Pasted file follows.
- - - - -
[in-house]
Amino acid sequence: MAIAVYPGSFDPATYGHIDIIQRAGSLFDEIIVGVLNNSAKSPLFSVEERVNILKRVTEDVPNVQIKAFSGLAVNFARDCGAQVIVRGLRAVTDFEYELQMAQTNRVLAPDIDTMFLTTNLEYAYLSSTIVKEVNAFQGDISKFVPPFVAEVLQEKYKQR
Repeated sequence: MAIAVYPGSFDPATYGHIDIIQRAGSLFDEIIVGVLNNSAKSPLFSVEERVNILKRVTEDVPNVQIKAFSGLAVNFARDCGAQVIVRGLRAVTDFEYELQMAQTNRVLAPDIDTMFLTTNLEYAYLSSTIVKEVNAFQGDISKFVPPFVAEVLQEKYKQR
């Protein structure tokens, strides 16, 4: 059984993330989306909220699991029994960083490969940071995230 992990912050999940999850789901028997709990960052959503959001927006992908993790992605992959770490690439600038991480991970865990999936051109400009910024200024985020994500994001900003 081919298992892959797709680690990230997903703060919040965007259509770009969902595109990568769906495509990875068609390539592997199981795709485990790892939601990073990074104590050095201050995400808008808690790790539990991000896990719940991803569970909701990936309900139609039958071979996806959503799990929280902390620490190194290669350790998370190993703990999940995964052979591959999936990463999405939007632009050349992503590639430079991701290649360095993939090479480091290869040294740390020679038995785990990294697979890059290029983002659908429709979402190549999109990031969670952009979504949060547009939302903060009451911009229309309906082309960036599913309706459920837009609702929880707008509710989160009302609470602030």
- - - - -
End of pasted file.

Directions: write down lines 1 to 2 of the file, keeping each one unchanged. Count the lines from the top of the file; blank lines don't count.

[in-house]
Amino acid sequence: MAIAVYPGSFDPATYGHIDIIQRAGSLFDEIIVGVLNNSAKSPLFSVEERVNILKRVTEDVPNVQIKAFSGLAVNFARDCGAQVIVRGLRAVTDFEYELQMAQTNRVLAPDIDTMFLTTNLEYAYLSSTIVKEVNAFQGDISKFVPPFVAEVLQEKYKQR